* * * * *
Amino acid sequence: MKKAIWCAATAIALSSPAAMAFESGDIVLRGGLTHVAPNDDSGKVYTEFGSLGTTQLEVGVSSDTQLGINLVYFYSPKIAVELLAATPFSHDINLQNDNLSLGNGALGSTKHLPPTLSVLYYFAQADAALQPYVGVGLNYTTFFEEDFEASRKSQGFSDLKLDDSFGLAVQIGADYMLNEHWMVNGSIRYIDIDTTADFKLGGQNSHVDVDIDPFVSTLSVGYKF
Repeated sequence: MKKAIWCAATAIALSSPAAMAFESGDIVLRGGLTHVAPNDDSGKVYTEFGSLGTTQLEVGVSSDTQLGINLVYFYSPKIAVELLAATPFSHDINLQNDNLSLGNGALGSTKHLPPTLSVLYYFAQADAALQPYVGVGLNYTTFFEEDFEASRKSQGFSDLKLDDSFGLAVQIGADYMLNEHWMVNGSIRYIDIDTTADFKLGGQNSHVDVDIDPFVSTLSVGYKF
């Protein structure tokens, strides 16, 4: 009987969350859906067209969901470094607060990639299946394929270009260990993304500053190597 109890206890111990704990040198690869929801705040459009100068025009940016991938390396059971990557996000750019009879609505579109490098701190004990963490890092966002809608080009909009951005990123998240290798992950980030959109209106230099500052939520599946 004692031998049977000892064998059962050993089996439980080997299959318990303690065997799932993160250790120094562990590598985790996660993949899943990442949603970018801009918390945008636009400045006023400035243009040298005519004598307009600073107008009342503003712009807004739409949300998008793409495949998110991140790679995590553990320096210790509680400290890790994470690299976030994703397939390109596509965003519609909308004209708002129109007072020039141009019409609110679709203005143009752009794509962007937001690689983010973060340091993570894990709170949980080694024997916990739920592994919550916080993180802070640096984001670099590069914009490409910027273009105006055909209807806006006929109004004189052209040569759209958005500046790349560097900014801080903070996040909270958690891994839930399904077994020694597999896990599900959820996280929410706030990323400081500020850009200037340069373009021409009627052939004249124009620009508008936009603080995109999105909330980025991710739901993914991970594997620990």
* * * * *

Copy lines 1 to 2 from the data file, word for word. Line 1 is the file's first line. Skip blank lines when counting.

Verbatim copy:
Amino acid sequence: MKKAIWCAATAIALSSPAAMAFESGDIVLRGGLTHVAPNDDSGKVYTEFGSLGTTQLEVGVSSDTQLGINLVYFYSPKIAVELLAATPFSHDINLQNDNLSLGNGALGSTKHLPPTLSVLYYFAQADAALQPYVGVGLNYTTFFEEDFEASRKSQGFSDLKLDDSFGLAVQIGADYMLNEHWMVNGSIRYIDIDTTADFKLGGQNSHVDVDIDPFVSTLSVGYKF
Repeated sequence: MKKAIWCAATAIALSSPAAMAFESGDIVLRGGLTHVAPNDDSGKVYTEFGSLGTTQLEVGVSSDTQLGINLVYFYSPKIAVELLAATPFSHDINLQNDNLSLGNGALGSTKHLPPTLSVLYYFAQADAALQPYVGVGLNYTTFFEEDFEASRKSQGFSDLKLDDSFGLAVQIGADYMLNEHWMVNGSIRYIDIDTTADFKLGGQNSHVDVDIDPFVSTLSVGYKF